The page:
“Drawing letters is my passion,” says Erik Faulhaber, the designer of the Xenois typeface family. Pronounced “zeeno-is,” the design distills character shapes into what Faulhaber believes are their purest forms. “I studied many typefaces, carefully examining their structure, before I began drawing Xenois. Then I actually wrote out a detailed design brief establishing the goals for my design.”
History of the TypefaceOpen
Xenois is Faulhaber’s third commercial typeface family. His first was the Generis® design, drawn in 2006. The idea for Generis came to Faulhaber while he was traveling in the United States. The juxtaposition of myriad typefaces inside a shopping mall became his inspiration to create a typeface system of multiple variations, each sharing common character shapes and proportions. The Aeonis™ family followed in 2009, inspired by lapidary inscriptions from ancient Greece.
For Xenois, Faulhaber’s vision was to meld his two earlier designs into a typeface family that combined ancient and modern characteristics. He expresses the dichotomy between antiquity and modernity typographically, in the contrast between angular and rounded forms. Of the distinctive character shapes, Faulhaber says, “I do not look for unusual shapes. I simplify the design to its cleanest form. Xenois balances clarity and diversity.”
About the DesignerOpen
Faulhaber studied design in Karlsruhe at the Center for Art and Media under Professor Kurt Weidemann. “I’ve been fascinated by letters for as long as I can remember,” Faulhaber recalls. “When I was a child, the letters on a book cover, a poster or a truck tarpaulin made a strong impression on me. I found their shapes irresistible, and I fell in love with them.”
After graduating, Faulhaber worked briefly at Linotype outside Frankfurt, and in 1996 embarked on his career as an independent designer. Faulhaber has taught typography at the universities of Halle, Weimar and Wuppertal.
Xenois is more than a simple type family. This far-reaching suite of designs provides solutions for a multitude of communications. The mission Faulhaber set for himself was more extensive than designing a new original typeface and more laborious than creating several individual type families. His task was a combination of these – and then some. The sub-families within the Xenois series interrelate perfectly. They have a common and obvious design bond, yet each is able to stand on its own as a distinct typestyle. The Xenois typefaces are based on a common underlying model; they have the same cap height, the same lowercase x-height, the same stem weights, and the same basic character shapes. This unity of shape and proportion results in a remarkably complementary set of typeface designs.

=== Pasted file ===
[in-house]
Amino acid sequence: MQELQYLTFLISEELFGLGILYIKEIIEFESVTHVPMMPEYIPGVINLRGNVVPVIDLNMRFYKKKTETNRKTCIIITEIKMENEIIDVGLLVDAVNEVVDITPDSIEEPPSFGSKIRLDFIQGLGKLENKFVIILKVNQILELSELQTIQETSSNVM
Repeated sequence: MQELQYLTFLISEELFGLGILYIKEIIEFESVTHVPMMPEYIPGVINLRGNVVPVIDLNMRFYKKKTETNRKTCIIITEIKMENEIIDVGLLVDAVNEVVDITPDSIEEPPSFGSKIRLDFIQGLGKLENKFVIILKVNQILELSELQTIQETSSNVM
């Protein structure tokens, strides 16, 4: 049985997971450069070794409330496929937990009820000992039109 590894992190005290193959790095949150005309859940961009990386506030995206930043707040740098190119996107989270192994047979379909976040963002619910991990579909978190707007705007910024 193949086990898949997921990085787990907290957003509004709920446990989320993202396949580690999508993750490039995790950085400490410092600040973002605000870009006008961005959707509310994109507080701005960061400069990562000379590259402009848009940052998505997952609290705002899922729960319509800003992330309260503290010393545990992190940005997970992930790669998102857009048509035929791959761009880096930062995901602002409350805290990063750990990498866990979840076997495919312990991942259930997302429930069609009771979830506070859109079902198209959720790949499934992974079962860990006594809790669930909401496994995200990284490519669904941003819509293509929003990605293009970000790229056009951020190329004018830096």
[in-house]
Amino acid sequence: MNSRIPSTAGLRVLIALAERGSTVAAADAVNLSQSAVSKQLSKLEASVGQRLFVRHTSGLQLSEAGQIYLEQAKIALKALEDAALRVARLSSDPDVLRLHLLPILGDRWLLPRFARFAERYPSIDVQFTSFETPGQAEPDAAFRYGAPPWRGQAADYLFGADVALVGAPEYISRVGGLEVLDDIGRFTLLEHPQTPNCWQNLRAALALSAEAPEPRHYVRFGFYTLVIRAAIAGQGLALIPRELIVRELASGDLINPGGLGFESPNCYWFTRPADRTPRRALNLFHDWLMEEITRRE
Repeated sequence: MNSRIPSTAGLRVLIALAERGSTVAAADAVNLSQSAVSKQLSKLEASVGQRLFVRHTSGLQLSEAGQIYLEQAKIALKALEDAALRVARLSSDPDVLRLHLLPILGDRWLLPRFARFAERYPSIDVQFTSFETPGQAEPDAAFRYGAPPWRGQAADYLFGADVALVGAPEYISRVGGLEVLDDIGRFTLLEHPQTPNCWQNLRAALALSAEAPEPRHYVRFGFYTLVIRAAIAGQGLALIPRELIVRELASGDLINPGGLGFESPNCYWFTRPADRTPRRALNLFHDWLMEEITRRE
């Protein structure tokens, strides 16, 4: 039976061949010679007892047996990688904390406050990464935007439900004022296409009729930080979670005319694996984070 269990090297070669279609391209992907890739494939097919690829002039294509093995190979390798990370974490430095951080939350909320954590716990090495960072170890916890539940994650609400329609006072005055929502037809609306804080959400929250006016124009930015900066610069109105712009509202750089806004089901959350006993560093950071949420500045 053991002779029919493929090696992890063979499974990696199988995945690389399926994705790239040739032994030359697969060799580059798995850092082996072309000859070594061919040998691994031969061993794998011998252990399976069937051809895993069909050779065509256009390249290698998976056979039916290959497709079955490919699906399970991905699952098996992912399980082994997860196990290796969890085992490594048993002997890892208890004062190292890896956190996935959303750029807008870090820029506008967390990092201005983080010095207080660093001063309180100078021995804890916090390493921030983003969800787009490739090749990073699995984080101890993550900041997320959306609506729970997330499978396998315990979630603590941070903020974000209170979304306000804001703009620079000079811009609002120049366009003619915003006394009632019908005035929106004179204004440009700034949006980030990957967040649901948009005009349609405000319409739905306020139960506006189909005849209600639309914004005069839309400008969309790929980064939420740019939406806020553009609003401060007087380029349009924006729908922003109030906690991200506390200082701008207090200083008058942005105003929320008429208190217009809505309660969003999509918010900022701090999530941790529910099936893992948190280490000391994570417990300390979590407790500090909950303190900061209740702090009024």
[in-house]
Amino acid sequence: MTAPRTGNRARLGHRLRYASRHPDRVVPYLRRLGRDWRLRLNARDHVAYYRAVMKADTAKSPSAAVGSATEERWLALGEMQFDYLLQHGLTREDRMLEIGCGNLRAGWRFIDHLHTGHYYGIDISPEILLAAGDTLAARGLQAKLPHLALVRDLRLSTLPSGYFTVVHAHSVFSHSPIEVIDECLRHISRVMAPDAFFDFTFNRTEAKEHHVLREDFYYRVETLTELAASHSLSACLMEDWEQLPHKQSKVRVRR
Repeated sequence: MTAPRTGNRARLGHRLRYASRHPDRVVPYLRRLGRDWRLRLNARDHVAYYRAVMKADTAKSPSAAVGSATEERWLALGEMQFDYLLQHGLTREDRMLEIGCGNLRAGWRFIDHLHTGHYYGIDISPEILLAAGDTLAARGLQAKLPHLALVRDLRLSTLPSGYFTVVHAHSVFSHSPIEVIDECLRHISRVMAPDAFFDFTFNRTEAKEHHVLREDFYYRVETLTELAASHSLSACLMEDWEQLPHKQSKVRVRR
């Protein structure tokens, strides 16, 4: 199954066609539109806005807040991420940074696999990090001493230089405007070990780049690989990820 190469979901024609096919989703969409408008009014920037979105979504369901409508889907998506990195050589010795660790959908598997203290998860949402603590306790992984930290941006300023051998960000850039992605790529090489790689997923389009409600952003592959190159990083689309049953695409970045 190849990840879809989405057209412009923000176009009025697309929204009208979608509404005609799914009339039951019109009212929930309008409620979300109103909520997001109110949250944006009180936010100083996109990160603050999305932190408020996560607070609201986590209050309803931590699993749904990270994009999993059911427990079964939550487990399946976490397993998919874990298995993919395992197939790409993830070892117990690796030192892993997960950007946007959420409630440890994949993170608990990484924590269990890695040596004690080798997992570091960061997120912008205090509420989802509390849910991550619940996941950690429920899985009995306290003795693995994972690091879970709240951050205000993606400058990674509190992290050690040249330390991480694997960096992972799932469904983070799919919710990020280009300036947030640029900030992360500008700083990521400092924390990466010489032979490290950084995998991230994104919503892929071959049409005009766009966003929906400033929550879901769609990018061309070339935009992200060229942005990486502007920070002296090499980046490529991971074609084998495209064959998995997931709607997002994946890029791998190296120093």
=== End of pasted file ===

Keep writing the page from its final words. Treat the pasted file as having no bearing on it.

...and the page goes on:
All the Xenois designs are distinguished by a large lowercase x-height, squared character shapes, somewhat wide proportions and full, open counters. Each sub-family is comprised of five weights from light to heavy, and all have companion italics. Faulhaber not only simplified the sans serif characters, but also did away with many traditional serifs – leaving only those that make reading easier.
The range of applications for the Xenois family is virtually limitless. From restaurant menus to business correspondence, from movie credits to annual reports, from corporate identity systems to advertising campaigns – the various sub-faces in the Xenois family offer appropriate and engaging options. The Xenois family is available as a suite of OpenType® Pro fonts. Designers can now work with this versatile design while taking advantage of OpenType’s capabilities, including the automatic insertion of old style figures, ligatures and small caps. The new Xenois Pro fonts also offer an extended character set supporting most Central European and many Eastern European languages.